Recorded at the 2007 Maiwa Textile Symposium on October 12, 2007. As the lecture incorporated a slide show, we have selected these excerpts to stand alone. The listener may wish to consult an atlas to find locations mentioned in the lecture.
Local archaeologists working in Chinese Turkestan have uncovered numerous naturally mummified and spectacularly clothed bodies of Caucasians dating to the Bronze Age, 3000 - 4000 years ago. Since little besides clothing was put into the graves, Dr. Elizabeth Barber (one of the few experts on prehistoric textiles) was invited to accompany an expedition from the University of Pennsylvania to Western China to help determine facts about these displaced westerners. Just why, when, and from where did these folk enter the Tarim Basin of the Taklamakan Desert to become the area’s first permanent inhabitants, more than 1500 years before the Chinese established the famed Silk Road from the east? Her talk is richly illustrated with photographs taken when she was there, and with the wide variety of scientific methods used to unravel the mysteries.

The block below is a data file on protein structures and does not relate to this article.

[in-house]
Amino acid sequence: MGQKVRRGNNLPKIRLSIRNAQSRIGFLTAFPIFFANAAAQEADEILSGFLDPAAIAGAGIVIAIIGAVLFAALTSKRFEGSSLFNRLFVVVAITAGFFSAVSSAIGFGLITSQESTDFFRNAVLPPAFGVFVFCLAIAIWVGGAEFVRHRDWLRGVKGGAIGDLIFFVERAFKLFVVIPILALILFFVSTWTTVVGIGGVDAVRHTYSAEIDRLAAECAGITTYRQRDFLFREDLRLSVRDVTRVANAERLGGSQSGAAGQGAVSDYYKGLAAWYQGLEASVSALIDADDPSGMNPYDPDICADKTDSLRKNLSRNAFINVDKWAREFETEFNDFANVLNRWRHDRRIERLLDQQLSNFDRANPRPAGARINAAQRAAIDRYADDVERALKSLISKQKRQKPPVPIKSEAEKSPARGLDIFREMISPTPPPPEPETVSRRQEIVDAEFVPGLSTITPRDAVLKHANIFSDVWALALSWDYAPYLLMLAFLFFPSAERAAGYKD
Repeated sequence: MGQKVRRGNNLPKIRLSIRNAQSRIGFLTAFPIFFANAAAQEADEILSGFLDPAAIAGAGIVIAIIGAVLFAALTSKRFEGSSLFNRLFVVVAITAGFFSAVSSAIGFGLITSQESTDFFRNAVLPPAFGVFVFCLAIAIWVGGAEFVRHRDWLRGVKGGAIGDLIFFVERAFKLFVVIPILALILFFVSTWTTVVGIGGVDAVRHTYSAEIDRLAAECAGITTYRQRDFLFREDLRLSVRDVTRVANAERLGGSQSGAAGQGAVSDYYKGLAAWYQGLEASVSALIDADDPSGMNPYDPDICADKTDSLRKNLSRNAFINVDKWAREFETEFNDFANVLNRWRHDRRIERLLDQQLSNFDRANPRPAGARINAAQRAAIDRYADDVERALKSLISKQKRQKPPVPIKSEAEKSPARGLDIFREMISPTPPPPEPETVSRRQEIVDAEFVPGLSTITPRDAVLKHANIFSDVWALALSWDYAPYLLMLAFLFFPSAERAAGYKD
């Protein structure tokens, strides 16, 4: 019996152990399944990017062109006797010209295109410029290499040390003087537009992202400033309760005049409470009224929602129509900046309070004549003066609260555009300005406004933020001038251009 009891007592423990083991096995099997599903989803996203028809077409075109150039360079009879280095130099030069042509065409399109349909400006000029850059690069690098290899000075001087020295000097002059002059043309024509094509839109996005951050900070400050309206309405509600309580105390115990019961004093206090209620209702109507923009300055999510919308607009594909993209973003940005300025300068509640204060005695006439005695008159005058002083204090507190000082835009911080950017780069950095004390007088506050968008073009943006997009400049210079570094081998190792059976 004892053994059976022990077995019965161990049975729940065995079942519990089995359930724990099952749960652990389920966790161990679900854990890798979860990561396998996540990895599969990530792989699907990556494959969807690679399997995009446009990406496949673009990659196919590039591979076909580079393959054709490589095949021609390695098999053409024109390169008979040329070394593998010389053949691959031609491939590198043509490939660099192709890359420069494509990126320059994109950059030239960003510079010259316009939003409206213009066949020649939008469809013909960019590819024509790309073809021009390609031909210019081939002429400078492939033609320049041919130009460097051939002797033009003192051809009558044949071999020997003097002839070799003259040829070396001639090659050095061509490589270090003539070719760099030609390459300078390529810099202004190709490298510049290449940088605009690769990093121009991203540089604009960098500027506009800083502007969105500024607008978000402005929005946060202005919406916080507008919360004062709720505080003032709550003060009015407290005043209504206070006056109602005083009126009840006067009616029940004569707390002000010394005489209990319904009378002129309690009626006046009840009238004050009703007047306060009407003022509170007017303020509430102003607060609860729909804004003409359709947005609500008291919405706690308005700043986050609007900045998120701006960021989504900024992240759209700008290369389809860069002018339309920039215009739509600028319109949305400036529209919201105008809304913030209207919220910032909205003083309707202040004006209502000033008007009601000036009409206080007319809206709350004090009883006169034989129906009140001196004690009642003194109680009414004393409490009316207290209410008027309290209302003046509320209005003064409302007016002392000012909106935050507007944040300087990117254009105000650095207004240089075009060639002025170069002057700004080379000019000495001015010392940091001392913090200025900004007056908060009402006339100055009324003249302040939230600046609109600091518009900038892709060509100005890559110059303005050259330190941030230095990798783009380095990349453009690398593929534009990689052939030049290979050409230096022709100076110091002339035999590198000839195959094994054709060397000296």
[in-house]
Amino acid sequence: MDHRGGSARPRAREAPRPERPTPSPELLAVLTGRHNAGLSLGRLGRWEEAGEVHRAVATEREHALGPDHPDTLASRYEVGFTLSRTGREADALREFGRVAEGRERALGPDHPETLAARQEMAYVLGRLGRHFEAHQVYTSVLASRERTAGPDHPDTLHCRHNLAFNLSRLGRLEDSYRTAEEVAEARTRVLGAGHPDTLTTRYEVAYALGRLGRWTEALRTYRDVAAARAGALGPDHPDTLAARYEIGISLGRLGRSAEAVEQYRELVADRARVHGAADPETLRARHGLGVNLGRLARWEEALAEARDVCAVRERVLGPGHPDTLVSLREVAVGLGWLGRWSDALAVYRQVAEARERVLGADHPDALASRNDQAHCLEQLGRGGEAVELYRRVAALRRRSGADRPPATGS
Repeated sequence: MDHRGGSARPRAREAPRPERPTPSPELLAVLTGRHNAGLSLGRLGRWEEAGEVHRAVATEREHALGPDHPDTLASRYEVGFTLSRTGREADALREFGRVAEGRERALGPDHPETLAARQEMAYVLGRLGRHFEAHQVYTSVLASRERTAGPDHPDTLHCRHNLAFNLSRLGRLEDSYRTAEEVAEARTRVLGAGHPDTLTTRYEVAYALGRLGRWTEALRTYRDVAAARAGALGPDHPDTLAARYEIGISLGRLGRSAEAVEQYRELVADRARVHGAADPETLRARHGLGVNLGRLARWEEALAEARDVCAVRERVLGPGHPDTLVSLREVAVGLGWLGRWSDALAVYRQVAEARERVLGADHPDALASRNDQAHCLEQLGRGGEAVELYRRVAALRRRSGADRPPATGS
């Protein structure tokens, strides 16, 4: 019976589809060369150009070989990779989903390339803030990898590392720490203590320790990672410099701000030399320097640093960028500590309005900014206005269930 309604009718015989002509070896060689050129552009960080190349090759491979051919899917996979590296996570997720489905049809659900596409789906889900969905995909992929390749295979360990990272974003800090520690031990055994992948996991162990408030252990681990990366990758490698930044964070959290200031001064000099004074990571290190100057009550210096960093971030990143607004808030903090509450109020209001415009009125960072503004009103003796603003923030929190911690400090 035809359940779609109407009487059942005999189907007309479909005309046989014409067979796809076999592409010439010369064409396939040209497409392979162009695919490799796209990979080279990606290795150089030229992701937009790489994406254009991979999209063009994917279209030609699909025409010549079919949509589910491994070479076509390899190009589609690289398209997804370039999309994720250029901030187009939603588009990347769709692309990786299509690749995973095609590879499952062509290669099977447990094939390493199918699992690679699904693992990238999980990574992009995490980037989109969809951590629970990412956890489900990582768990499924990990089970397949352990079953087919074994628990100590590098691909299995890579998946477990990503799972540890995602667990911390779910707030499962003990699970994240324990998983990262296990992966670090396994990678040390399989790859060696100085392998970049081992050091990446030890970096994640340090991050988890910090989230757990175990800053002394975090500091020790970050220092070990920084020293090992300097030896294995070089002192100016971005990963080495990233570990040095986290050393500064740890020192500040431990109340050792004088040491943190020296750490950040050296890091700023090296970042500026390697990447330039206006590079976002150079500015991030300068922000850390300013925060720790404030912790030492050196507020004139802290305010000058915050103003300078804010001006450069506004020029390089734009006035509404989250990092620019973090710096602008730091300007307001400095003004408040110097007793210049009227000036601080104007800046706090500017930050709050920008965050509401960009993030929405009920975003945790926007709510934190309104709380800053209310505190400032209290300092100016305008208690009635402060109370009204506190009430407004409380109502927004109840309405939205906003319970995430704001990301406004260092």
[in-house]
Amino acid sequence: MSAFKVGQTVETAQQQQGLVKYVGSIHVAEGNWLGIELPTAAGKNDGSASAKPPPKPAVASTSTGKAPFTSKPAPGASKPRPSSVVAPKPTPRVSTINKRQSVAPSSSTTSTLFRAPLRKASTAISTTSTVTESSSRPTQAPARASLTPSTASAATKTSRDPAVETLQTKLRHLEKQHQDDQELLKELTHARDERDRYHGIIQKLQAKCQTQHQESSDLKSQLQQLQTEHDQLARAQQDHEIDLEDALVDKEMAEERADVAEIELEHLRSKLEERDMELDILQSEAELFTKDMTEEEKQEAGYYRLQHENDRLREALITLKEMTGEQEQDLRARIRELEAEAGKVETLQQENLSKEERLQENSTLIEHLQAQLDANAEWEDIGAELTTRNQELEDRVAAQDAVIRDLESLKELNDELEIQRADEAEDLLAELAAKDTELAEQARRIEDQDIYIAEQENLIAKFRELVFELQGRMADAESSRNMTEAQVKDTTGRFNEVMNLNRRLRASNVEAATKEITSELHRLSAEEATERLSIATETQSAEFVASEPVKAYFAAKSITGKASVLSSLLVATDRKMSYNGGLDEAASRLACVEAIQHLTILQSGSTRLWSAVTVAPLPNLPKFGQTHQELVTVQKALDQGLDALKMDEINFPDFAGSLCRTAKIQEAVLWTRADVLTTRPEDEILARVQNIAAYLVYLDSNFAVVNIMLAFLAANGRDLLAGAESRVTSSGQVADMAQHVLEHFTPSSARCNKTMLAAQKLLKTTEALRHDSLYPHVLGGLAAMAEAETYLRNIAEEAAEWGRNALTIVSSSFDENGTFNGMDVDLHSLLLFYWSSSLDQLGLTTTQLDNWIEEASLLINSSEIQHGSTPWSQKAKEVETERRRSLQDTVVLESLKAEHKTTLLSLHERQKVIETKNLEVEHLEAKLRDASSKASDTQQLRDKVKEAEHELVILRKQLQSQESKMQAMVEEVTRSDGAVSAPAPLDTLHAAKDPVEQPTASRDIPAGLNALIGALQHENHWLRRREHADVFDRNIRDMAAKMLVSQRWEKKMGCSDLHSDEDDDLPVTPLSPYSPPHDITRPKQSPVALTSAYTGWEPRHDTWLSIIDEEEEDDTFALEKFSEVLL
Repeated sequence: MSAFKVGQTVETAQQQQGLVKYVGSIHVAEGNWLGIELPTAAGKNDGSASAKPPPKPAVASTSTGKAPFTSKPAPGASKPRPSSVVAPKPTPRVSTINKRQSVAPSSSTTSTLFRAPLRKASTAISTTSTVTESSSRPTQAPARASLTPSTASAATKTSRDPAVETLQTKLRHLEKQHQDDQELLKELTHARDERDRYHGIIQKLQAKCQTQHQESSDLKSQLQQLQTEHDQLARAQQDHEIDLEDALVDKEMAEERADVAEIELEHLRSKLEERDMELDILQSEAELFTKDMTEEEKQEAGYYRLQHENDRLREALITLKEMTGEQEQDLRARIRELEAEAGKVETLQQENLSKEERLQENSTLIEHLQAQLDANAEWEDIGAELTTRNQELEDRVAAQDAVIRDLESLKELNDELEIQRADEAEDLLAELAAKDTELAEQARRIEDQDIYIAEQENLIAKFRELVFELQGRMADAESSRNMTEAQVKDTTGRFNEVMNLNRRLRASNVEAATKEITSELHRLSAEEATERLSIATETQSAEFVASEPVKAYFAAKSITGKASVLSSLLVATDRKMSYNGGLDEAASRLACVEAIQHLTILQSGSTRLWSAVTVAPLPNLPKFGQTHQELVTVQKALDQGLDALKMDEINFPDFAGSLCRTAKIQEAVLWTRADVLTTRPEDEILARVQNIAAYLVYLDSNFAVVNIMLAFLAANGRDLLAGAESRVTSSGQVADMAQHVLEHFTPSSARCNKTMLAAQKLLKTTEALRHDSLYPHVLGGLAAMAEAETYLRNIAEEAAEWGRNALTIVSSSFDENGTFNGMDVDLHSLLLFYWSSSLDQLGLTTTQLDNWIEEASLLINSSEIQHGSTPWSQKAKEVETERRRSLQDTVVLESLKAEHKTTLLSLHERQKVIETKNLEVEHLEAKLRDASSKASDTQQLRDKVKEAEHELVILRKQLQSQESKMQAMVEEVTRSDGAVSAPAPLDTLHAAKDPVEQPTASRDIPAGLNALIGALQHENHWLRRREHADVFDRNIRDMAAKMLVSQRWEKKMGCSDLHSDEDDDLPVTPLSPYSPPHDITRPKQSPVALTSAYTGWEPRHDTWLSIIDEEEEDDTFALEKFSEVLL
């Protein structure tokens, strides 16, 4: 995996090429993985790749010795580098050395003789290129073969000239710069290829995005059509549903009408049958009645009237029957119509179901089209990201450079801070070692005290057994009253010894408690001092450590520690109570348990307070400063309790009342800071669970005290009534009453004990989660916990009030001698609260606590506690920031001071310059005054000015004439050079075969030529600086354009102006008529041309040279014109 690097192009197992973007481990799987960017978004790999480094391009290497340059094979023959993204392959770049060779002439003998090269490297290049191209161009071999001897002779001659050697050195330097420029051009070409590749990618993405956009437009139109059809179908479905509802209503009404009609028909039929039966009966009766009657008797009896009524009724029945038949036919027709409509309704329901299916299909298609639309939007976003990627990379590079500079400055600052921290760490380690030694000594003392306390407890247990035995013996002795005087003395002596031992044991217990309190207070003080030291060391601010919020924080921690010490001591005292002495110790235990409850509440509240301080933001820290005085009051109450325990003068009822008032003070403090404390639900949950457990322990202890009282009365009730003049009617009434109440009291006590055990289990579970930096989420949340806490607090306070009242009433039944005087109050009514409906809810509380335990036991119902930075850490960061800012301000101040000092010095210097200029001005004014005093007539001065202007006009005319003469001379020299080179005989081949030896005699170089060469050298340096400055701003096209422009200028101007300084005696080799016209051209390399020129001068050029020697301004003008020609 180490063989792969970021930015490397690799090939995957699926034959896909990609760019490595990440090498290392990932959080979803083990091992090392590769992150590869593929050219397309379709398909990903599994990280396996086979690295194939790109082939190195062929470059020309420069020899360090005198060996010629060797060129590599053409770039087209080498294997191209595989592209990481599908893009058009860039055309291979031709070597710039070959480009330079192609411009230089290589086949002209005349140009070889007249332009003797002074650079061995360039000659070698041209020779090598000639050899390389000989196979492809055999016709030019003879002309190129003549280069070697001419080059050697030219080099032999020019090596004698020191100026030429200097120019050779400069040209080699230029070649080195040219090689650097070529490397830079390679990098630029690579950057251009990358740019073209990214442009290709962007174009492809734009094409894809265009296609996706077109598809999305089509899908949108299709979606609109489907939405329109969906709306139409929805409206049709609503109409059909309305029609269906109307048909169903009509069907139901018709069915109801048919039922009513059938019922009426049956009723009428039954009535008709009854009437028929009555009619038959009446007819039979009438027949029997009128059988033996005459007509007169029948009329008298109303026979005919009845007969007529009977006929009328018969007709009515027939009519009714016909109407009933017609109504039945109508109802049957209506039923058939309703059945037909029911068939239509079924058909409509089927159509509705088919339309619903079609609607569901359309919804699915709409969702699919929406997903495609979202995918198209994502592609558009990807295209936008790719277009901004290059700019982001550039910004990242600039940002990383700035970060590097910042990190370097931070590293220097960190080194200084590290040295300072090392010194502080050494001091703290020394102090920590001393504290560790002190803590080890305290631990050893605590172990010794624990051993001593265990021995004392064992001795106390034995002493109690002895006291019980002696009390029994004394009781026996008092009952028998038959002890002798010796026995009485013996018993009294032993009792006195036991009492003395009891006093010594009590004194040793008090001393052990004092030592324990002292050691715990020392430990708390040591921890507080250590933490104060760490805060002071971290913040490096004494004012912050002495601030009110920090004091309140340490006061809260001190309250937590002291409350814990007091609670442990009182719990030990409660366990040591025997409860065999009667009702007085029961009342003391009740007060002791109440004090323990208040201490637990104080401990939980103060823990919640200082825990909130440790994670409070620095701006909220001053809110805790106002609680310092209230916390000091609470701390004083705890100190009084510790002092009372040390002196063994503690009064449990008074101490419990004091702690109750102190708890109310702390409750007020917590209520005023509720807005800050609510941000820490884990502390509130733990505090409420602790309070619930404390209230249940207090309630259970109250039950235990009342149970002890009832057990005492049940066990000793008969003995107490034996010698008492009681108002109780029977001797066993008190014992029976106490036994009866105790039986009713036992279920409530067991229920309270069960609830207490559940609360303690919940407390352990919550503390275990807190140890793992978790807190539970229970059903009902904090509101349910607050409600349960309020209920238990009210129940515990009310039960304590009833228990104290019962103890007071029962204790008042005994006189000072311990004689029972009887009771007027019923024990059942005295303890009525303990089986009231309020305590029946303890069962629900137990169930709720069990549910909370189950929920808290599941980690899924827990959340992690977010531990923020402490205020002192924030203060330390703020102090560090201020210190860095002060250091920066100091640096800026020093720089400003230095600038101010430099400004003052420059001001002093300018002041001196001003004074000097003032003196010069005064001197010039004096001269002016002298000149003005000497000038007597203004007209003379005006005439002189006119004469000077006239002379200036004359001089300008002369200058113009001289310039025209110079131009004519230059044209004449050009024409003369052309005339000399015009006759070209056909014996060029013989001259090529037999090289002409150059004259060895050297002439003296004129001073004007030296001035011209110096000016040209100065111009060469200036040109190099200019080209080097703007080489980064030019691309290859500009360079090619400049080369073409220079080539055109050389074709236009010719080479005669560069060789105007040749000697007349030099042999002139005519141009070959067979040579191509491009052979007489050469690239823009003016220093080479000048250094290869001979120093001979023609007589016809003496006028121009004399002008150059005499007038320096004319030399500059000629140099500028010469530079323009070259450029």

Elizabeth Barber is a riveting speaker. Her strength lies in the perfect blending of many disciplines, whether discussing archeology, anthropology, linguistics, history, or her own speciality, textiles and clothing, she is always captivating.
Dr. Elizabeth Barber
Dr. Elizabeth Wayland Barber is Professor of Archaeology and Linguistics and co-chair of the Classics Program at Occidental College in Los Angeles. She holds degrees in archaeology, Greek, and linguistics from Bryn Mawr College and Yale University.
Nearly 30 years of research on the origin and development of textiles and clothing in Europe and western Eurasia have resulted in three books. All have been awarded book prizes by the Costume Society of America, and one by the American Historical Association. Two were selected by Book of the Month Club. She has also written a book on archaeological decipherment (1974) as well as numerous articles. Most recently, she and her husband Paul Barber co-authored a book on mythology, titled When They Severed Earth from Sky: How the Human Mind Shapes Myth (Princeton, 2005).
- Prehistoric Textiles: The Development of Cloth in the Neolithic and Bronze Ages, with Special Reference to the Aegean
- Women’s WorkThe First 20,000 Years: Women, Cloth, and Society in Early Times
- The Mummies of Ürümchi
- When They Severed Earth from Sky: How the Human Mind Shapes Myth (with Paul Barber)